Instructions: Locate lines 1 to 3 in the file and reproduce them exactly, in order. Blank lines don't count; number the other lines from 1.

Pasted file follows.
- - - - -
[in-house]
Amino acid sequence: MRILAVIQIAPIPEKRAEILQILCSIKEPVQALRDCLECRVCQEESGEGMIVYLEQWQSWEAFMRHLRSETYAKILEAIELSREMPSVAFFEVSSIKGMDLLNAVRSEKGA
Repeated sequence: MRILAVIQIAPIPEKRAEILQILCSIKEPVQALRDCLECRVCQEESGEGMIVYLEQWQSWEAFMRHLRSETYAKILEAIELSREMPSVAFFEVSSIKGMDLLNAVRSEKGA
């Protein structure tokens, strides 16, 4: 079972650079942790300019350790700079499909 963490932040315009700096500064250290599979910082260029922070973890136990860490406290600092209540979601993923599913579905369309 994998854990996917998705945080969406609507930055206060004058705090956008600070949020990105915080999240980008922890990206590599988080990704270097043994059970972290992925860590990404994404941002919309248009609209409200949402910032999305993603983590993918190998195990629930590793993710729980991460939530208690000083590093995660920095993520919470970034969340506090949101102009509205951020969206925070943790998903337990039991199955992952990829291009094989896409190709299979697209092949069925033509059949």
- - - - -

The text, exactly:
[in-house]
Amino acid sequence: MRILAVIQIAPIPEKRAEILQILCSIKEPVQALRDCLECRVCQEESGEGMIVYLEQWQSWEAFMRHLRSETYAKILEAIELSREMPSVAFFEVSSIKGMDLLNAVRSEKGA
Repeated sequence: MRILAVIQIAPIPEKRAEILQILCSIKEPVQALRDCLECRVCQEESGEGMIVYLEQWQSWEAFMRHLRSETYAKILEAIELSREMPSVAFFEVSSIKGMDLLNAVRSEKGA